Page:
As summer continues to progress, so does the severity of the drought across Montana. Some parts of the state have recorded receiving as little as three inches of precipitation over the last eight months. Crops are starting to show signs of heat stress, and as water sources dwindle, ranchers are being forced to sell livestock.
With 93 percent of the state facing some level of drought and 61 percent of the state in severe-to-exceptional drought, Governor Gianforte issued an executive order on July 1, 2021, declaring a statewide drought emergency.
“Every region of the state faces severe-to-extreme drought conditions, and the situation is getting worse. These alarming drought conditions are devastating our ag producers, challenging our tourism industry, and could bring a severe wildfire season,” Gov. Gianforte said in a statement.
The executive order directs that maximum assistance be provided to the U.S. Department of Agriculture to help with drought. It also suspends regulations on carriers and commercial motor vehicles while they provide drought-related support.
As of July 6, the USDA has designated 31 Montana counties as natural disaster counties. CRP lands are being opened up for grazing and haying in critical areas, but the large question is, will they even be enough?
According to the Mountain Regional Field Office of the National Agricultural Statistics Service, USDA, for the week ending July 2, above normal temperatures and dry, persistent winds continue to deplete soil moisture. Topsoil moisture conditions were rated at just seven percent adequate-to-surplus compared to 22 percent the previous week and 88 percent at this time in 2020. Subsoil conditions are equally as devastated by this drought, rating only 17 percent adequate-to-surplus compared to 86 percent last year.
Much of Montana’s winter wheat crop was thankfully able to take advantage of earlier moisture, and with more established roots it continues to hold on through this dry spell. Thirty-four percent of the state’s winter wheat is rated as good-to-excellent. Unfortunately, that is far less than the 88 percent experienced last year. Harvest is fast approaching as 35 percent of the crop has already turned, which is slightly ahead of last year’s report, which had 29 percent of the crop turned by this time.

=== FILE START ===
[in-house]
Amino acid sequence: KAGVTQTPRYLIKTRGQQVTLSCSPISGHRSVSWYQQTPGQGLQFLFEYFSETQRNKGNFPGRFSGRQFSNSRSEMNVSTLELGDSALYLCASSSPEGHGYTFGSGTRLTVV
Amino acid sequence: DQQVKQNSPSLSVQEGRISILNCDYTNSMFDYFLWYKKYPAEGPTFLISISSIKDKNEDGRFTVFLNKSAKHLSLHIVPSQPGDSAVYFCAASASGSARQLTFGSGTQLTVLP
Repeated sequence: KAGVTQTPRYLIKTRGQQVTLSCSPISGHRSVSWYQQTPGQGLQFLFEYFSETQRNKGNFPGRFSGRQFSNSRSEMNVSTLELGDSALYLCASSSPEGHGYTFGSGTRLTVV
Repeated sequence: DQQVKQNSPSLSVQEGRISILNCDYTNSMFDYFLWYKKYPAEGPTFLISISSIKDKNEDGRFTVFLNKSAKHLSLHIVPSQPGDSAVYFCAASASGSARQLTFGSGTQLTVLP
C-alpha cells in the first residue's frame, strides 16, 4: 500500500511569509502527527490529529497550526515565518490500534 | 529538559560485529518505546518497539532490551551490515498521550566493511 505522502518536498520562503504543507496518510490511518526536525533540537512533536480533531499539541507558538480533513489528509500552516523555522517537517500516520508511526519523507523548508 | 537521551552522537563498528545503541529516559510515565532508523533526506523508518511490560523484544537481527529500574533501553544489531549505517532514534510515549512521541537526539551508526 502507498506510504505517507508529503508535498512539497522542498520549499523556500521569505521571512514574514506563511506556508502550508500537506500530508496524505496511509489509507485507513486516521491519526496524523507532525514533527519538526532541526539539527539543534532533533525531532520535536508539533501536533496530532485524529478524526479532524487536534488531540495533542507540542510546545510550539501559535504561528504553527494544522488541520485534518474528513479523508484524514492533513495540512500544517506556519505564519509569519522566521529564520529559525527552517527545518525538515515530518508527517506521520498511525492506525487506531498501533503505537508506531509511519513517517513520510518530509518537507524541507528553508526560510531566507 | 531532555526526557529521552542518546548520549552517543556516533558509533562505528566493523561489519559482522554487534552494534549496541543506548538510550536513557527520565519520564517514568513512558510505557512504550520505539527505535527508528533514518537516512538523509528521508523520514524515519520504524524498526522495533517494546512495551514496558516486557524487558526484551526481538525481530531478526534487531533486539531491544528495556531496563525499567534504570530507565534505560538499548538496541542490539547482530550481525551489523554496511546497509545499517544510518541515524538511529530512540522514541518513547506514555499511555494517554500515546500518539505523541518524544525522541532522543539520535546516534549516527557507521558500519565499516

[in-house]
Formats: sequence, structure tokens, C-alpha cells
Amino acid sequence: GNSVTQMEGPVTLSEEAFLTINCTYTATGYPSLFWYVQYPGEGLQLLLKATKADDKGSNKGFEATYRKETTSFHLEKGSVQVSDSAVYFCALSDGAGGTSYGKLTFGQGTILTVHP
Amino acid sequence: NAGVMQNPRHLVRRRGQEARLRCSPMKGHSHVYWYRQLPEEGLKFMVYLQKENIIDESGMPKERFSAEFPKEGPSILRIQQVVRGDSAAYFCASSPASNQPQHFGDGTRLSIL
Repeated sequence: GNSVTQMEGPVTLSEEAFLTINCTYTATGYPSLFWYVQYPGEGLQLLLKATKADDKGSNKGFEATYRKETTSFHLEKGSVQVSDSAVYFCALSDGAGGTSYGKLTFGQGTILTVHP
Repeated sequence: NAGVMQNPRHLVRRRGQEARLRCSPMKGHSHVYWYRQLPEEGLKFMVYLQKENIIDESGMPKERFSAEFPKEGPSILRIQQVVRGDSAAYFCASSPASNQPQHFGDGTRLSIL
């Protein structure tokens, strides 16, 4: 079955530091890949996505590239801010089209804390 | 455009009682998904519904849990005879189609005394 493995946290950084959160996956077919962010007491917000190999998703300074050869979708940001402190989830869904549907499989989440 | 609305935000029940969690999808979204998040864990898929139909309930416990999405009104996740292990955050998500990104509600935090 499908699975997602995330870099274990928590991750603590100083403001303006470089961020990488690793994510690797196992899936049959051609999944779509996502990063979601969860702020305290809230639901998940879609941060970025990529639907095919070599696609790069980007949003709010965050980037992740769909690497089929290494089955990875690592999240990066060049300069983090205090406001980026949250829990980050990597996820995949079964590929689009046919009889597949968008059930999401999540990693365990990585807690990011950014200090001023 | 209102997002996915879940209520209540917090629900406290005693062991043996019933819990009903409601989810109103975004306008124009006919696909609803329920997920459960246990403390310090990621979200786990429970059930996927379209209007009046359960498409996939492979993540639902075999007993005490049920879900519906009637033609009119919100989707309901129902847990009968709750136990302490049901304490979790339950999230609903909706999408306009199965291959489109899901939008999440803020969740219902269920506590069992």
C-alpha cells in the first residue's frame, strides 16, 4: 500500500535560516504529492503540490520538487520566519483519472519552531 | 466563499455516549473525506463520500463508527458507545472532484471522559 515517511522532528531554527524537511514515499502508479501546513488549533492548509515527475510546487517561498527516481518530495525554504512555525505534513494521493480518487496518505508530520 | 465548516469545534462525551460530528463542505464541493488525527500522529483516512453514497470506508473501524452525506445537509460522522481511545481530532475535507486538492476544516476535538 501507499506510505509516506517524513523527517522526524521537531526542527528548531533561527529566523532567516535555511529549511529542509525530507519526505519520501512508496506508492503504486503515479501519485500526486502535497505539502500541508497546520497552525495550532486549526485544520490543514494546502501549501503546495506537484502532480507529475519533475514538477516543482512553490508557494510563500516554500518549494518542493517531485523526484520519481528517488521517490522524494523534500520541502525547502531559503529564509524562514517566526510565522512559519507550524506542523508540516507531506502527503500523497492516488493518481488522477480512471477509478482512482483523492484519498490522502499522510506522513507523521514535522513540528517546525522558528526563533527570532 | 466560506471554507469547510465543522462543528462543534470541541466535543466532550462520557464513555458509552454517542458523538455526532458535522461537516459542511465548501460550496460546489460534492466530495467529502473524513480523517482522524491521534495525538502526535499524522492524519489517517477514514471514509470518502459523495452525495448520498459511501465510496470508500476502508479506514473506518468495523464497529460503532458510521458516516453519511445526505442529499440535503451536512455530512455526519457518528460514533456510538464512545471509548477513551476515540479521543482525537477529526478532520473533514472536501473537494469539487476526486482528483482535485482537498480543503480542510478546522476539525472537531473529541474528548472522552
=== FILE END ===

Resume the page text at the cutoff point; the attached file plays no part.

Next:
The heat has impacted the spring wheat with 50 percent of the crop already headed out compared to 46 percent last year at this time and the five-year average of 42 percent. Only seven percent of the crop is rated as good-to-excellent with 63 percent rated as poor-to-very poor.
Durum and oats continue to progress with 28 percent of both crops headed out. Both durum and oats seem to be just barely behind when compared to last year’s report, which had 31 percent and 29 percent of the crops, respectively, headed out by this time. Barley shows a similar trend with 49 percent of the crop headed out compared to 51 percent last year.
On average, pulse crops across the state seem to be ahead of schedule. Forty-four percent of dry edible beans are now blooming compared to 38 percent last year. Similarly, 60 percent of lentils are blooming compared to 55 percent last year.
The harvesting of dry edible peas has begun earlier than normal with 2 percent of the crop harvested by the week ending July 2. Fifteen percent of the crop is rated good-to-excellent compared 83 percent by this time in 2020.
First cutting of hay is just under halfway through with 48 percent of alfalfa and 45 percent of all other hays harvested. Tight hay supplies are a mounting concern for livestock producers as the uncertainty of a second cutting becomes ever more daunting.
Range and pastures remain in tough shape with only 5 percent rated as good-to-excellent and 77 percent rated as poor-to-very poor.